Liquidity Risks for Businesses
Regarding the aforementioned allocation issue, there is also a future risk for the businesses “benefitting” from such VAT holidays in the short run. The purpose of an accrual is to set funds aside for future obligations. By allowing businesses to delay the remittance of VAT, which will still be due at a later stage, does (or should) not release any cash. The principle of prudence, a basic principle of accounting, requires a business to record liabilities and expenses as soon as they occur.
VAT holidays do not take away the VAT liability, and as a result, an accrual for VAT cannot be released. Businesses are at risk of facing liquidity issues once the tax authorities resume collecting VAT. This, in daily practice, is how many first-time entrepreneurs go wrong — by not having the assets available to pay their taxes at a later date. If this results in bankruptcy, both the business that initially benefitted from a VAT holiday, as well as its suppliers, will be affected.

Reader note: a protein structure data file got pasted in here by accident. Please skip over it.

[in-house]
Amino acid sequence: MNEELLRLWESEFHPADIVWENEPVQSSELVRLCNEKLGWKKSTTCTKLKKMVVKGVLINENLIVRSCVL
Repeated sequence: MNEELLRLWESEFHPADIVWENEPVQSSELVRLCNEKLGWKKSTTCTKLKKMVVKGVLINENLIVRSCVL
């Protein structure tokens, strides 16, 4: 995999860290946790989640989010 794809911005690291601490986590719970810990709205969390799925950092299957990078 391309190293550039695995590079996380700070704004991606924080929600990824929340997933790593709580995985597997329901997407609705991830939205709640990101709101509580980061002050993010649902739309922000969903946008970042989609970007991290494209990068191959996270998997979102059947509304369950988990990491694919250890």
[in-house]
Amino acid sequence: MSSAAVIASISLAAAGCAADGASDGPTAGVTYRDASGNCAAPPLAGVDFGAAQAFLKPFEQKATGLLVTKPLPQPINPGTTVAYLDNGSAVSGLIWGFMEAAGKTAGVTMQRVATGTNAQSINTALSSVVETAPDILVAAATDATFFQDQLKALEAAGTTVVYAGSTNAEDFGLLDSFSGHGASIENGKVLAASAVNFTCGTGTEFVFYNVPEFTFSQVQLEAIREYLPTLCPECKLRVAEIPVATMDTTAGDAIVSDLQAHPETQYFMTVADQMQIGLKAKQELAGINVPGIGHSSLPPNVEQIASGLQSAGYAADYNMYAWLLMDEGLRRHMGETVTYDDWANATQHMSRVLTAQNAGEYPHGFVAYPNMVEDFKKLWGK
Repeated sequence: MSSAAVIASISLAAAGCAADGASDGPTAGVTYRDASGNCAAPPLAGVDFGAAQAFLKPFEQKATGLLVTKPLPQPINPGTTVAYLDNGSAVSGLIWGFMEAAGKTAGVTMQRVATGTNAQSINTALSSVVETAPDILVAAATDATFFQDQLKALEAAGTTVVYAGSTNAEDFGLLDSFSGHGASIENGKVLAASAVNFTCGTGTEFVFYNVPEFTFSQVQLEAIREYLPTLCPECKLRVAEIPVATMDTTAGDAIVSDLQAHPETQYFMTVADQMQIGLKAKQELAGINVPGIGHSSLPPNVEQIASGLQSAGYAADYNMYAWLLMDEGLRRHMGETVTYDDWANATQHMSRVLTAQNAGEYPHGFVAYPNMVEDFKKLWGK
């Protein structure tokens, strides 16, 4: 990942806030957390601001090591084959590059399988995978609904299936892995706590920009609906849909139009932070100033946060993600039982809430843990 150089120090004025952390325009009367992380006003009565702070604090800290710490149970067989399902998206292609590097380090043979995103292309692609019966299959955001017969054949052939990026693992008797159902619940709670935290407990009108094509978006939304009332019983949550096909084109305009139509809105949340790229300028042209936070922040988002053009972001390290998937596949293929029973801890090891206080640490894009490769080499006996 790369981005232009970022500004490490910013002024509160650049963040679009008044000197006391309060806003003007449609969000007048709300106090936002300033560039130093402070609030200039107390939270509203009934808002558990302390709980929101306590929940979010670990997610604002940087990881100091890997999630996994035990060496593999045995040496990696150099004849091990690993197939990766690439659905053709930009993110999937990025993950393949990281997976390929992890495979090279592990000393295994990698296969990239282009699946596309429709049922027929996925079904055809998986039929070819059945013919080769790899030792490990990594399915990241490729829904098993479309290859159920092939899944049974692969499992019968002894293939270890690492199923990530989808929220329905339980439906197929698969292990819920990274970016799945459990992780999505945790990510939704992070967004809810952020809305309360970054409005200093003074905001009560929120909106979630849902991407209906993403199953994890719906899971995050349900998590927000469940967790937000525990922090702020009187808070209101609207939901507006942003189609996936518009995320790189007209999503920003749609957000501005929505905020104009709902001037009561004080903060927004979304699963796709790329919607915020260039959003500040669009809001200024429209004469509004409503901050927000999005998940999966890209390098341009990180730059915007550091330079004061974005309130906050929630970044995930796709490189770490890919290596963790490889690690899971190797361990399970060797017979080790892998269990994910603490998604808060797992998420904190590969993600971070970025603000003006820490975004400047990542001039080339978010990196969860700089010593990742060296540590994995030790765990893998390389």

Short-Term Fixes with Long-Term Consequences
Ultimately, there is an element of unfairness in these measures at a time where solving issues collectively is more important than ever. As an example, many businesses in the medical industry are exempt from VAT and will not benefit from a VAT holiday the same way other companies will.
Although VAT holidays are intended to be a short-term fix, they could have consequences lasting long after COVID-19 subsides. Instead, governments should look to provide economic relief measures that help stimulate the economy during and after times of crisis.
Please remember that the Tax Matters provides information for educational purposes, not specific tax or legal advice. Always consult a qualified tax or legal advisor before taking any action based on this information. The views and opinions expressed in Tax Matters are those of the authors and do not necessarily reflect the official policy, position, or opinion of Vertex Inc..